published in Nature Ecology & Evolution . The team, in which eight Spanish institutions participate, has analyzed the biodiversity in competitive environments of more than three hundred ecological communities around the world. Specifically, they have found that rare species are spatially associated in 90% of the animal and plant communities studied. This organization of species could explain how species that compete for the same resources coexist “Animal and plant communities are organized just as we do in cities, in ghettos or ethnic neighborhoods,” the researchers determine. “This organization could be behind the persistence of rare species since they could avoid the competitive pressure of the most abundant species, either because they cooperate with

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each other, or because they prefer specific France Phone Number List microhabitats or both at the same time”, they point out. The results of this research suggest a general explanation for the maintenance of biodiversity in competitive environments, qualifying the principle of competitive exclusion by which species with the lowest competitive abilities should be excluded by the most efficient competitors. “This pattern could explain how species that compete for the same resources are able to coexist”, comment the biologists. The Spanish institutions that have participated in this study are the National Museum of Natural Sciences (MNCN) and the Doñana Biological Station (EBD), both of the CSIC, the University of Alcalá, the Complutense University of Madrid, the Rey Juan Carlos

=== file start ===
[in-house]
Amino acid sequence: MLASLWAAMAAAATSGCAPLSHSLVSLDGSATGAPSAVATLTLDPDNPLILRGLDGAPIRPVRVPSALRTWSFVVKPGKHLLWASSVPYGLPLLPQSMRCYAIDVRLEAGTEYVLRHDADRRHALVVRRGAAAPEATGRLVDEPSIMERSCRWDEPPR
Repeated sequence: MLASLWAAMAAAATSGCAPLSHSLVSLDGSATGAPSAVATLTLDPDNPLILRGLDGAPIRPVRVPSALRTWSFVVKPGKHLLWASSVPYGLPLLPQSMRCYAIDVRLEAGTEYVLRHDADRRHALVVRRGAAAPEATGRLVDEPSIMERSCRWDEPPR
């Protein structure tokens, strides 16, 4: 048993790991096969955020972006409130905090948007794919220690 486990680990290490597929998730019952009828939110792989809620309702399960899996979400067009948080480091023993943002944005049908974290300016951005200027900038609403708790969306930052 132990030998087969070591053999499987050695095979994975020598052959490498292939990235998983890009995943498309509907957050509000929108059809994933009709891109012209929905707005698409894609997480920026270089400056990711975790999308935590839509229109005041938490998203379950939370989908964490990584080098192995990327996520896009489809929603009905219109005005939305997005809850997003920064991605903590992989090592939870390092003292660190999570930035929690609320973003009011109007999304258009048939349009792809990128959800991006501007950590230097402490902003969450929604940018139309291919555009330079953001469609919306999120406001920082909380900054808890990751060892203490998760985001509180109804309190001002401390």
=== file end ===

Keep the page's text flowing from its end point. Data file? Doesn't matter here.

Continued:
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University, the Autonomous University of Madrid, the University of Castilla-La Mancha and the University of the Basque Country. From conservation planning to disease study To carry out the study, more than three hundred ecological communities of mosses, herbs, trees, insects, arachnids and corals, among others, distributed throughout the world, have been analyzed. The researchers explain that, to detect the ghettos or groups, they used network theory while to study the mechanisms that gave rise to them they applied numerical simulations. The results of these simulations confirm that grouping between rare species is necessary to explain the coexistence patterns observed on a global scale. They have analyzed more than 300 ecological

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